INDIANAPOLIS, Ind. -- Marion County Sheriff John Layton said he became aware last week of an exploding drug problem inside of Jail II under the control of Corrections Corporation of America, a private jail operator.
That’s why he assigned 40 sheriff’s deputies to conduct a five-hour long shakedown of the privately run facility at 730 East Washington Street Friday night.
Deputies have been back twice more this weekend after drugs and at least one cell phone were discovered, though Layton could not confirm reports that weapons were also found.
One offender died of a suspected drug overdose after apparently swallowing a balloon full of heroin during the search.
“We don’t know all the answers,” Layton told CBS4, “but we don’t put up with this trafficking stuff.
“We have a problem and it’s obvious that there is a problem at CCA that needs to be addressed.
“We got on it immediately and we’re keeping the pressure on.
“We’re going to charge somebody hopefully.”
Layton could not speculate whether offenders, outsiders or CCA employees were responsible for the smuggling of drugs and rumored weapons into the facility.
The fatal overdose of Nicholas Grant, 27, was, “an unfortunate deal directly connected to the fact that we were hitting the place at the time,” said Layton.
The sheriff said he would meet with his staff, CCA administrators and IMPD investigators Monday morning to examine security needs at the facility in advance of a press briefing later this week.
One military veteran said he felt safer in Iraq than inside Jail II and resigned his job there as a corrections officer after just two months this past summer.
“I know the inmates have a way of cutting holes in the windows,” said Gabe Frost. “You can easily get a firearm through there. While I was there, there was drugs coming in through the window.”
Frost said Jail II was chronically short-staffed.
“While I was there we had staff coming in from other facilities to assist,” he said. “I know that drugs were snuck in then. Once the warden found out, those employees were immediately dismissed. They were sent back to their normal facility for terminations.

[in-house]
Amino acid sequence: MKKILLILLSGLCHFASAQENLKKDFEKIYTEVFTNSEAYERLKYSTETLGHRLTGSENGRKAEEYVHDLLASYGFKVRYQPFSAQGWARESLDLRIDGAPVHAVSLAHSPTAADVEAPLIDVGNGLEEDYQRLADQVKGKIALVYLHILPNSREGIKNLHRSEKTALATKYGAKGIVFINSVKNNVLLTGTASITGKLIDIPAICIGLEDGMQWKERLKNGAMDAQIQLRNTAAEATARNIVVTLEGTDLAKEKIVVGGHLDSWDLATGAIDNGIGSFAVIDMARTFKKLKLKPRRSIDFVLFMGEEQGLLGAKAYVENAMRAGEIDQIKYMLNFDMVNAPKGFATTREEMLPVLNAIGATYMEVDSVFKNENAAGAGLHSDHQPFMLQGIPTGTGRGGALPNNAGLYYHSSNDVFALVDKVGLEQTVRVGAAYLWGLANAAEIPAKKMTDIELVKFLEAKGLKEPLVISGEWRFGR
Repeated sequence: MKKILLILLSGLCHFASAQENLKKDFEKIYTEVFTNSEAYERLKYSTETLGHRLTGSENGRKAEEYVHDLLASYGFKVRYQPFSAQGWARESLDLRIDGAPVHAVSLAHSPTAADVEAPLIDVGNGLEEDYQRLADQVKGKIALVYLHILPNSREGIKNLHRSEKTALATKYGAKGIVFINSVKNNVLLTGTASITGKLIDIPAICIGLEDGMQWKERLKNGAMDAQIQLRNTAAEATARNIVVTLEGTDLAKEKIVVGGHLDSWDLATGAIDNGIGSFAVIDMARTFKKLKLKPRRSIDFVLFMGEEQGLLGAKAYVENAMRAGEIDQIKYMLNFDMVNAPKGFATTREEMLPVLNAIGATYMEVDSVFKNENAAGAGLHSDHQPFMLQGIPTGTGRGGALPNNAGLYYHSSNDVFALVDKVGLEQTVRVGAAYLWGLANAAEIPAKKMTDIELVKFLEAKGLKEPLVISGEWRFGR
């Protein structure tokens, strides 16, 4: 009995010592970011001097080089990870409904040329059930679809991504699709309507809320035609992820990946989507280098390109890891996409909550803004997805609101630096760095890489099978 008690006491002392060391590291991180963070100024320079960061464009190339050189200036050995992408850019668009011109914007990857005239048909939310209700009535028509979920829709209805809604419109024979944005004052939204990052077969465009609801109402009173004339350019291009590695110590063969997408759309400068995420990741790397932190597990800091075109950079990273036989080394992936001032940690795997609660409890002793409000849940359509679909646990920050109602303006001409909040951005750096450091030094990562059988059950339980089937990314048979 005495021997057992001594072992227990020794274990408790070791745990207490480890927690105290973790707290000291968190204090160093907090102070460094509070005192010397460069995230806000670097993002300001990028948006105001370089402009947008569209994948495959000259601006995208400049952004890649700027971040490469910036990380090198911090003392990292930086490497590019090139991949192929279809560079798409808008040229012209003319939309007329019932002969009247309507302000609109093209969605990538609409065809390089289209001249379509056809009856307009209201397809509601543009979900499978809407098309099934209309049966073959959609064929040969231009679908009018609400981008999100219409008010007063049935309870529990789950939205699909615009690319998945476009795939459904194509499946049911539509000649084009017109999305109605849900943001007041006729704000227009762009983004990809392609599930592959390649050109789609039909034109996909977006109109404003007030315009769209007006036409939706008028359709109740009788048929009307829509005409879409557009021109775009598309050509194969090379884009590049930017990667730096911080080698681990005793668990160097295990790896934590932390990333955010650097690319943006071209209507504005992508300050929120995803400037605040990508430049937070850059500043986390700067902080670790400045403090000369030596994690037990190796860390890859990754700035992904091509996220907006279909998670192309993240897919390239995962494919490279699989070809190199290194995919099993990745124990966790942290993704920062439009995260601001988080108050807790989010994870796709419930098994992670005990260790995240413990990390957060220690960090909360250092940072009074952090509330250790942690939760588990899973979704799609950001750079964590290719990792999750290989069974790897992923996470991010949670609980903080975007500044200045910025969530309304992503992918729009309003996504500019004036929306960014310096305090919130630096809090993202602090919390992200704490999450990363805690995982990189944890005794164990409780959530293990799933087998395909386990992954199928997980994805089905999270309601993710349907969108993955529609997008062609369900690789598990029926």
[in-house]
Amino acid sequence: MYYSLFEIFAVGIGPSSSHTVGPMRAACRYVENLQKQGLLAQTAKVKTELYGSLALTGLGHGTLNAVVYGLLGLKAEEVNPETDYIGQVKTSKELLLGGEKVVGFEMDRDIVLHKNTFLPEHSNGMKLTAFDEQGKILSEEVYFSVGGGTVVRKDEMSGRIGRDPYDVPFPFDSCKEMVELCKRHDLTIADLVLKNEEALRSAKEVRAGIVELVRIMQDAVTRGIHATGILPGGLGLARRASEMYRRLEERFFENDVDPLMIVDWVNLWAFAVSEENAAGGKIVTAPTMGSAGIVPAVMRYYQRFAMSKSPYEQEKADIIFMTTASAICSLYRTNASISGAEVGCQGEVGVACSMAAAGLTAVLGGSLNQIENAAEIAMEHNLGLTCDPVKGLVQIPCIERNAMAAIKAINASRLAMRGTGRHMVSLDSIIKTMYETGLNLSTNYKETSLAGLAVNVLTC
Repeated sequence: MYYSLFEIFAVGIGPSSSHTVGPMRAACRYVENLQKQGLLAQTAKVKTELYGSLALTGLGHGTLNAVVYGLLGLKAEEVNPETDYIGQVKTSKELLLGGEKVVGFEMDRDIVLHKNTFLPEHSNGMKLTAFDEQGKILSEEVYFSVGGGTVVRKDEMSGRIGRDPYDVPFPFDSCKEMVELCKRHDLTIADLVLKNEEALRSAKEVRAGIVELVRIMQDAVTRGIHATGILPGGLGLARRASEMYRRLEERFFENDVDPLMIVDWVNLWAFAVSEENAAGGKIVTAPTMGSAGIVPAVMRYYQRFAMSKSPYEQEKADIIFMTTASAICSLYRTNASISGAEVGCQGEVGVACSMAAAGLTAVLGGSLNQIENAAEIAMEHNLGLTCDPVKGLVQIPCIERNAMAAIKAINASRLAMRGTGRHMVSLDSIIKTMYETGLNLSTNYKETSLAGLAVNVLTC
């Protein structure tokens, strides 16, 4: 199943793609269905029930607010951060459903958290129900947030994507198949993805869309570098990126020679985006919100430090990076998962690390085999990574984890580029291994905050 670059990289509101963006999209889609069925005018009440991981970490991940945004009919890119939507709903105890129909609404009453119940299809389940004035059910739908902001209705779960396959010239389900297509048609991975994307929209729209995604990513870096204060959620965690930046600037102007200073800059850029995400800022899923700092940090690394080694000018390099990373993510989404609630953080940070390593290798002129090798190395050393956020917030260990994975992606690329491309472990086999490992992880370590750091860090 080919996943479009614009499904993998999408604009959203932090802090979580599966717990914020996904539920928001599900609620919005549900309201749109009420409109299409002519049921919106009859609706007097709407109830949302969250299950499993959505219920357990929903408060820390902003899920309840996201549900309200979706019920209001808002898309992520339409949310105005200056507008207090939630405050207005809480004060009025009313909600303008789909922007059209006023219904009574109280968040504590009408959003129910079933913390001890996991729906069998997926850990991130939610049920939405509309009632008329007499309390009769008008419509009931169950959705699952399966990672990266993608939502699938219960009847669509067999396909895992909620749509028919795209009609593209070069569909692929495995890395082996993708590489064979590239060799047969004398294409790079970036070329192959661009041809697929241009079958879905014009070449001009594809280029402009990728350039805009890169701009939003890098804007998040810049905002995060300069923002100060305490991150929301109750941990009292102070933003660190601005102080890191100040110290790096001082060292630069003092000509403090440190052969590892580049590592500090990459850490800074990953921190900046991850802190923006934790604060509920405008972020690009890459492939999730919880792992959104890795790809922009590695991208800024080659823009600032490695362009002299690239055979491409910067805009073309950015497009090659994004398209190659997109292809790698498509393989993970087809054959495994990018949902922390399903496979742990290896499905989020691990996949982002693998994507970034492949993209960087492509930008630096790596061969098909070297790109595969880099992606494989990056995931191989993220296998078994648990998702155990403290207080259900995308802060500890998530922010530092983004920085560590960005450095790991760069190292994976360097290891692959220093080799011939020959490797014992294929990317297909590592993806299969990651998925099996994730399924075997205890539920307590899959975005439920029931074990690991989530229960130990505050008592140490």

“When I was working there, there was a report that a gun had been snuck in. Warden (Jeff) Conway locked the entire building down for approximately a week while we were going through and shaking everything down,” said Frost, “and literally just turned the dorm upside down locking for drugs, weapons, anything illegal.”
Conway told CBS4 during a hiring campaign in July that the staff-to-offender ratio was 1:5.3.
Frost said he quit CCA because he was often outnumbered, alone and intimidated while working in the open dorm environment.
“I would believe 150 to one during my time at CCA,” he said, “but not five to one.”
One mother told CBS4 that CCA hired her son, whose physical capabilities were severely limited due to cerebral palsy, to be a corrections officer on the floor.
CBS4 has learned of two other undetermined health related issues that sent offenders from Jail II to Methodist Hospital in the last month.
Joseph Armanno said another offender called him eight days ago to explain that his son Joey had overdosed.
Armanno said he has been unsuccessful in receiving confirmation of his son’s condition from either MCSO, CCA or Methodist Hospital.
“He told me there are more drugs in there than on the streets,” said Armanno. “He said you can buy a cell phone for $300.”
Krystal Perkinson said she has also been unable to confirm information regarding her brother David’s medical condition which, family members said, has left him on life support systems.
“Both of the individuals you refer to are now in the custody of MCSO,” wrote CCA Spokesman Jonathan Burns in response to a CBS4 inquiry. “We encourage you to reach out to them for more information.”
MCSO Spokeswoman Katie Carlson indicated Grant’s death was, “not the result of violence or suicide.”
CCA used the same language to describe Perkinson’s medical distress.
Marion County contracts with CCA at a cost of nearly $10 million a year to operate Jail II in a ten year deal that is set to expire at the end of 2017.
Mayor Joe Hogsett is on track to announce by the end of this year his plans for construction of a new jail and sheriff’s office and reforms of the criminal justice system which may not include outsourcing to a private operator such as CCA.
CCA’s business model suffered a major financial blow this summer when the U.S. Department of Justice announced it was in the process of ending the company’s operations of 13 federal prisons.
“They simply do not provide the same level of correctional services, programs, and resources; they do not save substantially on costs; and as noted in a recent report by the Department’s Office of Inspector General, they do not maintain the same level of safety and security,” wrote Deputy Attorney General Sally Yates.
Armanno said the only information he has received regarding his son’s condition is from another inmate inside Jail II and from an attorney who visited Joey Armanno in the hospital to find him in a coma.
“I would think I would have some kind of right to know what his condition is and it’s just like they’re trying to cover it up,” he said.
“It’s like an unbelievable movie that you see on TV that you couldn’t believe except this ain’t a movie.”
The Marion County Criminal Justice Planning Council will meet to consider the latest jail crowding figures from Layton’s staff at 4 p.m. on Monday.